EU carmakers have received a kick in the exhaust pipe from the European Parliament’s environment committee. Liberals, Greens and some Socialists rejected party recommendations to give the industry an easier ride than the European Commission suggests for CO2 emissions caps. Those are: 130 grammes per km from new cars in 2012, compared with a current EU average of 158g.
Green Mep Rebecca Harms: “High oil prices and global warming indicate that the time is now to go for a smaller, more efficient, climate-friendly cars. And those manufacturers who refuse to accept this will lose on the world market, because the future is with efficient, smaller cars.”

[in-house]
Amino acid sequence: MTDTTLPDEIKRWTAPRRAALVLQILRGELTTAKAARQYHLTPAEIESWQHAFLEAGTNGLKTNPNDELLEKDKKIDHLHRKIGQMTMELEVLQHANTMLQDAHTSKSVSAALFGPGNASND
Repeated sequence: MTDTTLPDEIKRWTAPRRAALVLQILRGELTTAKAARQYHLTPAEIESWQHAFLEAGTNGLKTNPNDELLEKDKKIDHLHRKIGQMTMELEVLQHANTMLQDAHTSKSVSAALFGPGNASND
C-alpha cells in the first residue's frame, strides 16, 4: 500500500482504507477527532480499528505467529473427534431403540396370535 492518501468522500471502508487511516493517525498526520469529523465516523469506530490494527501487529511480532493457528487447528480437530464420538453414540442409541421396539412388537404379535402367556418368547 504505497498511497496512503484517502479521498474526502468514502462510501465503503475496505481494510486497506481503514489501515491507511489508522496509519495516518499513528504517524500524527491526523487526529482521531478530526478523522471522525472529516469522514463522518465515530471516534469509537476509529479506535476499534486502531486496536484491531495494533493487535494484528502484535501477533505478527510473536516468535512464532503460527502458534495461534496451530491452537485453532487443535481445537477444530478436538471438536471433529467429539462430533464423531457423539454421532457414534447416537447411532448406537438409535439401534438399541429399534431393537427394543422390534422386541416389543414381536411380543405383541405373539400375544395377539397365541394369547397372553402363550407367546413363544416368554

German conservatives led the drive to soften the Commission’s plans. They say the proposal threatens billions of euros of export earnings and thousands of jobs. Yet the lobby swore it is not taking the key out of the ignition just yet.
Socialist Guido Sacconi, author of the compromise position proposal rejected in the Environment Committee, said: “It looks like there’s no avoiding going to a plenary vote with this. I don’t see any alternative.”
Sacconi’s concessions included phasing in the limit, instead of slamming it to industry in 2012, and also nearly halving the fines for non-compliance – from 95 euros per gram/km over the limit.
One liberal said: “The corporate lobby thought they’d done a deal with parliament’s two main political groups, but the ordinary members have thrown that out.”